In the Shadow of Blackbirds
by Winters, Cat






In San Diego in 1918, as influenza and World War I take their toll, Mary Shelley Black watches mourners flock to s‚eances and spirit photographers for comfort and must consider if ghosts are real when her first love, killed in battle, returns.





Cat Winters was born and raised near Disneyland in Southern California. She is the creator of suburbanvampire.blogspot.com, and she runs corsetsandcutlasses.wordpress .com, a group blog featuring authors of YA historical fiction. She lives in Portland, Oregon, with her family.





*Starred Review* Winters' debut ropes in the Spanish flu pandemic of 1918, WWI shell shock, national prejudice, and spirit photography, and yet never loses focus from its primary thesis: desperation will make people believe-and do-almost anything. Mary Shelley Black, 16, has been sent to live with her aunt in San Diego, a city crawling with gauze mask-wearing citizens fearful of catching the deadly virus. Loss is everywhere, which means booming business for spirit photographer Julius, the older brother of Mary's true love, Stephen, who is off fighting in the trenches. Stephen's death coincides with Mary suffering electrocution, an event with strange aftereffects: Mary sends compass needles spinning, can taste emotions, and begins to see and hear Stephen's ghost, in torment over the maniacal "birdmen" that tortured and killed him. Mary believes his spirit will rest when she uncovers the truth about his death-a truth more horrifying than most readers will expect. A scattering of period photos, including eerie examples of spirit photography, further the sense of time and place, but the main event here is Winters' unconventional and unflinching look at one of the darkest patches of American history. More than anything, this is a story of the breaking point between sanity and madness, delivered in a straightforward and welcoming teen voice. Copyright 2012 Booklist Reviews.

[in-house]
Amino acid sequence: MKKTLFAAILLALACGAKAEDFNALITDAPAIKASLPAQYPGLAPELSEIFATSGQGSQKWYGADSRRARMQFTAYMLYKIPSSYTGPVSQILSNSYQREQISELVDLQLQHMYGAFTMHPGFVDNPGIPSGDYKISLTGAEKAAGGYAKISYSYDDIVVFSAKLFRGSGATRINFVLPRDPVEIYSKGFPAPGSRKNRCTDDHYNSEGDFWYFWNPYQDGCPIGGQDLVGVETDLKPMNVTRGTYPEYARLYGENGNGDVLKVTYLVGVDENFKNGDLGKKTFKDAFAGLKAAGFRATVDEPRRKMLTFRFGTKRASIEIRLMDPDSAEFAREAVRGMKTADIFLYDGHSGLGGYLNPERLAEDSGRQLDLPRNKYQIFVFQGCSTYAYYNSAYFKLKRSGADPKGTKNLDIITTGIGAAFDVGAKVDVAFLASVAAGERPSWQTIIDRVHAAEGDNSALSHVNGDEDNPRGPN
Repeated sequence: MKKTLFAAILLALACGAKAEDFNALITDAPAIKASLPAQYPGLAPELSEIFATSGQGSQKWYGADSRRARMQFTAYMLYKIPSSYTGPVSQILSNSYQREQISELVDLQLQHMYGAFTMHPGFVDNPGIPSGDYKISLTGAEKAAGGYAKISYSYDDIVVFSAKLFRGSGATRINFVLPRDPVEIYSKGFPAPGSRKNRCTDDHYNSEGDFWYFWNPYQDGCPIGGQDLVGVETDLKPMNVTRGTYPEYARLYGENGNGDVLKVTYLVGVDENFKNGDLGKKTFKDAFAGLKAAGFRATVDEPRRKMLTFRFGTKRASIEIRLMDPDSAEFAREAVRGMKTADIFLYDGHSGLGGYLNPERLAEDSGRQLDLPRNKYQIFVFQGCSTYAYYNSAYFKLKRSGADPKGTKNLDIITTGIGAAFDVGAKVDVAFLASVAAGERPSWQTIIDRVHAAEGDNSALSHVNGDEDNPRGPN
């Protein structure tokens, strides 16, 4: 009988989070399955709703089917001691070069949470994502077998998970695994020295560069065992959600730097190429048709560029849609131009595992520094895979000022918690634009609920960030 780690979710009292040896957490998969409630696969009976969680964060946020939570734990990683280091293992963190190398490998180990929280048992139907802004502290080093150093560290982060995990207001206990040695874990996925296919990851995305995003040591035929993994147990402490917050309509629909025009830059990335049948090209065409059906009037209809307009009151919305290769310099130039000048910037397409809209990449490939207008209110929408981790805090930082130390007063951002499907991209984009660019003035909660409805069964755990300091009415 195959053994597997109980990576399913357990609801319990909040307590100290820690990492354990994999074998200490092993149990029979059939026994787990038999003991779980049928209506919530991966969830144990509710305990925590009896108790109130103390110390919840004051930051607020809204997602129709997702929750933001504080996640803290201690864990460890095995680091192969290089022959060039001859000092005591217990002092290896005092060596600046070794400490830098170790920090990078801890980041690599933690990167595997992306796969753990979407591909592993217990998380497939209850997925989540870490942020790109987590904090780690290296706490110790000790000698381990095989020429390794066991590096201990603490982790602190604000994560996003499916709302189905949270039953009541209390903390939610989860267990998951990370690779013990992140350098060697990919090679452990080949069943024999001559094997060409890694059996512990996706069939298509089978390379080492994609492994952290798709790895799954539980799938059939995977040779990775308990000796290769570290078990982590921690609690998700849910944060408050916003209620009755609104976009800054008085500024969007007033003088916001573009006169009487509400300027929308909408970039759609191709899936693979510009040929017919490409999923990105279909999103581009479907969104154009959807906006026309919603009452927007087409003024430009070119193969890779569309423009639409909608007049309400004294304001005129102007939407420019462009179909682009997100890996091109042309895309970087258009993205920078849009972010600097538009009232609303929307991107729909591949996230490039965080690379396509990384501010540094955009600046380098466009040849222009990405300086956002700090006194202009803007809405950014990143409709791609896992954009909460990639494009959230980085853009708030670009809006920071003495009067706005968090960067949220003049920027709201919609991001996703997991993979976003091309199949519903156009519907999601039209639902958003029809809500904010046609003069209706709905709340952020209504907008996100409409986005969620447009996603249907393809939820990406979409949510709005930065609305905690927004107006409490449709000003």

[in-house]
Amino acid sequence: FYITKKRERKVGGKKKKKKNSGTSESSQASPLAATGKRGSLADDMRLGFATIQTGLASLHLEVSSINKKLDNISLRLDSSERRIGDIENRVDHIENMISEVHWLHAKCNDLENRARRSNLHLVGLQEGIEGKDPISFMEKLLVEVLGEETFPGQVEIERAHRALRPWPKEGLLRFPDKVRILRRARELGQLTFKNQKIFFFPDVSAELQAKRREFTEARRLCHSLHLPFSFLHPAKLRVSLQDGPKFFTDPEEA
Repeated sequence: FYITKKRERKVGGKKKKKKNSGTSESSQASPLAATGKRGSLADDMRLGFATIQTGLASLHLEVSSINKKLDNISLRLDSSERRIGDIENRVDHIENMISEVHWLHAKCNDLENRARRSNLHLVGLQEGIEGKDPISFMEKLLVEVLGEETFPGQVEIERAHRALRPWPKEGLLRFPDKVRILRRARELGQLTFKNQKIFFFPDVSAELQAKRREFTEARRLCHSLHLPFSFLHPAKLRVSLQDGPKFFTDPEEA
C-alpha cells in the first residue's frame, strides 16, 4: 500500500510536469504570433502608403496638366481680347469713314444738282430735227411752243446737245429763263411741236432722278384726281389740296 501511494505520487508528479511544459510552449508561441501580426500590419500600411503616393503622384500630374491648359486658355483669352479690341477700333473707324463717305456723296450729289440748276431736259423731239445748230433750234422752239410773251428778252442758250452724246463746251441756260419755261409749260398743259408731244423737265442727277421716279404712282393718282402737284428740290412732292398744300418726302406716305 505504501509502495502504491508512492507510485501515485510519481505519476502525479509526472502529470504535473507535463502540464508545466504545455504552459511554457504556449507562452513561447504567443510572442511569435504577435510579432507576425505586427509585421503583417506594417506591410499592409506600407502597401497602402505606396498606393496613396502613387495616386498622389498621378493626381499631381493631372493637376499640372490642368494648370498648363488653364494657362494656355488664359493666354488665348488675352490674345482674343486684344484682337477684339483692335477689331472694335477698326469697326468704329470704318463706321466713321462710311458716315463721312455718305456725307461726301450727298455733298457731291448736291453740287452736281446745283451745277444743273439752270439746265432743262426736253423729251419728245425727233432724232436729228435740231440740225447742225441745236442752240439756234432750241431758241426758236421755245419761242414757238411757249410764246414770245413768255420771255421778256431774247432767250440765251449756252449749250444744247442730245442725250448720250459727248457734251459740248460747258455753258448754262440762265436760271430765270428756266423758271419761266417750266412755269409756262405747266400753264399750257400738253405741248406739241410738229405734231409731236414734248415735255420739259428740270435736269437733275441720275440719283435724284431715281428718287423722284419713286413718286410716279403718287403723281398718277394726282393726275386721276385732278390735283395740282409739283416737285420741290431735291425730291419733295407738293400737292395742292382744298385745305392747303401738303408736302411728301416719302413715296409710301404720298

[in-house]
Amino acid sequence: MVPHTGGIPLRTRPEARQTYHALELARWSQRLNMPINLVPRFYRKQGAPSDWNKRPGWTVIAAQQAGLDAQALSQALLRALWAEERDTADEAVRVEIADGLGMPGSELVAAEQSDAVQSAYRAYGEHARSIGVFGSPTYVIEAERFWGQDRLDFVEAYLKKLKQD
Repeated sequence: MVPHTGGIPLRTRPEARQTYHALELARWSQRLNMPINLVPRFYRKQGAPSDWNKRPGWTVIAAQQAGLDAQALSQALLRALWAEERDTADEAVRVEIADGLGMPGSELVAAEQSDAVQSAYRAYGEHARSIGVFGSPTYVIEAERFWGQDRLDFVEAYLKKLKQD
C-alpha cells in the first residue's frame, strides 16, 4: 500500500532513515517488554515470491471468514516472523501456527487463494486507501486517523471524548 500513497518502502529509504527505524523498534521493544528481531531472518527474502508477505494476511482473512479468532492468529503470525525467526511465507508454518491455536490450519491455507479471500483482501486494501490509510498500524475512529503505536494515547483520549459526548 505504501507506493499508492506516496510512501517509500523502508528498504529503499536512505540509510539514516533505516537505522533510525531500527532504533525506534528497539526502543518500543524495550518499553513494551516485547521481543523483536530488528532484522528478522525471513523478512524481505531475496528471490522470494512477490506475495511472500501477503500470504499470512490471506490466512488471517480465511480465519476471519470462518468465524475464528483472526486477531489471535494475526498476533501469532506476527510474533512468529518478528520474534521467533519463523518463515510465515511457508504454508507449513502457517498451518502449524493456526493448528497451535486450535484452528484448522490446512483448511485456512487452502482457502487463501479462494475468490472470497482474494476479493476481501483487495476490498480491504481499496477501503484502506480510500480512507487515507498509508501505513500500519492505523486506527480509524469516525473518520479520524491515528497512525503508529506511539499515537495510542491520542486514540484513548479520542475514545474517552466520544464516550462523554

A bright young woman is caught between science and spiritualism in her quest to make sense of a world overcome with war and disease in 1918 California. Mary Shelley Black's world has been turned upside down by the arrest of her father at their home in Portland, Ore. It is 1918, and the country is at war; those who speak out against it, like her father, find themselves persecuted. Mary Shelley flees to her Aunt Eva in San Diego to avoid possible fallout from the arrest and since it might be a better place to wait out the influenza epidemic that is sweeping the country. Her new home allows her to reconnect with the family of her first love, Stephen, now a soldier fighting in the war. This place is just as full of anxiety and fear as Portland, the toll from war and disease sending her families grasping at anything to alleviate their pain. Stephen's distasteful half brother, Julius, exploits those fears and the growing interest in the occult by serving as a "spirit photographer"-an occupation Mary Shelley is skeptical of until Stephen is killed and she is visited by his ghost. Winters strikes just the right balance between history and ghost story, neatly capturing the tenor of the times, as growing scientific inquiry collided with heightened spiritualist curiosity. Vintage photographs contribute to the authenticity of the atmospheric and nicely paced storytelling. (Historical fiction. 12 & up) Copyright Kirkus 2013 Kirkus/BPI Communications.All rights reserved.






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